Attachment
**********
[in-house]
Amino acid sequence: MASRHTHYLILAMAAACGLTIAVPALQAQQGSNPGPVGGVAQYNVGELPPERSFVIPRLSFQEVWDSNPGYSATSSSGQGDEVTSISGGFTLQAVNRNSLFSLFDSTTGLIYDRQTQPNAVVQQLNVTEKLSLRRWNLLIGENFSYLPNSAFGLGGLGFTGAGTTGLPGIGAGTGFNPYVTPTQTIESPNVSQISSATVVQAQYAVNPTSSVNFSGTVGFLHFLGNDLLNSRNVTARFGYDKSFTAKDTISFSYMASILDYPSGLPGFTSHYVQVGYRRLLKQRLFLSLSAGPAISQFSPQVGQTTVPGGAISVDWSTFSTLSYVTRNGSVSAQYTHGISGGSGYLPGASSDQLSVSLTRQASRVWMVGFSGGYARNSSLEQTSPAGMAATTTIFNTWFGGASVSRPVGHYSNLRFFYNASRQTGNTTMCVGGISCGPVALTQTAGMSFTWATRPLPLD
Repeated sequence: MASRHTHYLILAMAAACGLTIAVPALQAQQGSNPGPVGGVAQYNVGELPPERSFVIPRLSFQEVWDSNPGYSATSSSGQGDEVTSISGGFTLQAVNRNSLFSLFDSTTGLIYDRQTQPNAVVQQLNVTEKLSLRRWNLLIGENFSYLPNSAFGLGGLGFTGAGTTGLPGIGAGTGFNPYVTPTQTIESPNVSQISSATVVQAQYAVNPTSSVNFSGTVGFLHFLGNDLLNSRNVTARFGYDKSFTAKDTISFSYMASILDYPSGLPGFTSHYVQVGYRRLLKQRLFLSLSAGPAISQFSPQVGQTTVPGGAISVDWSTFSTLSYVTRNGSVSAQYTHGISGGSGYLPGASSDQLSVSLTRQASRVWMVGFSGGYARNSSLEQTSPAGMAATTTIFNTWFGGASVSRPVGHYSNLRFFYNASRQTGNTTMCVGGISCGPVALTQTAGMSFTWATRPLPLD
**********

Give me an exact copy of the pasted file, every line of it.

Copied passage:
[in-house]
Amino acid sequence: MASRHTHYLILAMAAACGLTIAVPALQAQQGSNPGPVGGVAQYNVGELPPERSFVIPRLSFQEVWDSNPGYSATSSSGQGDEVTSISGGFTLQAVNRNSLFSLFDSTTGLIYDRQTQPNAVVQQLNVTEKLSLRRWNLLIGENFSYLPNSAFGLGGLGFTGAGTTGLPGIGAGTGFNPYVTPTQTIESPNVSQISSATVVQAQYAVNPTSSVNFSGTVGFLHFLGNDLLNSRNVTARFGYDKSFTAKDTISFSYMASILDYPSGLPGFTSHYVQVGYRRLLKQRLFLSLSAGPAISQFSPQVGQTTVPGGAISVDWSTFSTLSYVTRNGSVSAQYTHGISGGSGYLPGASSDQLSVSLTRQASRVWMVGFSGGYARNSSLEQTSPAGMAATTTIFNTWFGGASVSRPVGHYSNLRFFYNASRQTGNTTMCVGGISCGPVALTQTAGMSFTWATRPLPLD
Repeated sequence: MASRHTHYLILAMAAACGLTIAVPALQAQQGSNPGPVGGVAQYNVGELPPERSFVIPRLSFQEVWDSNPGYSATSSSGQGDEVTSISGGFTLQAVNRNSLFSLFDSTTGLIYDRQTQPNAVVQQLNVTEKLSLRRWNLLIGENFSYLPNSAFGLGGLGFTGAGTTGLPGIGAGTGFNPYVTPTQTIESPNVSQISSATVVQAQYAVNPTSSVNFSGTVGFLHFLGNDLLNSRNVTARFGYDKSFTAKDTISFSYMASILDYPSGLPGFTSHYVQVGYRRLLKQRLFLSLSAGPAISQFSPQVGQTTVPGGAISVDWSTFSTLSYVTRNGSVSAQYTHGISGGSGYLPGASSDQLSVSLTRQASRVWMVGFSGGYARNSSLEQTSPAGMAATTTIFNTWFGGASVSRPVGHYSNLRFFYNASRQTGNTTMCVGGISCGPVALTQTAGMSFTWATRPLPLD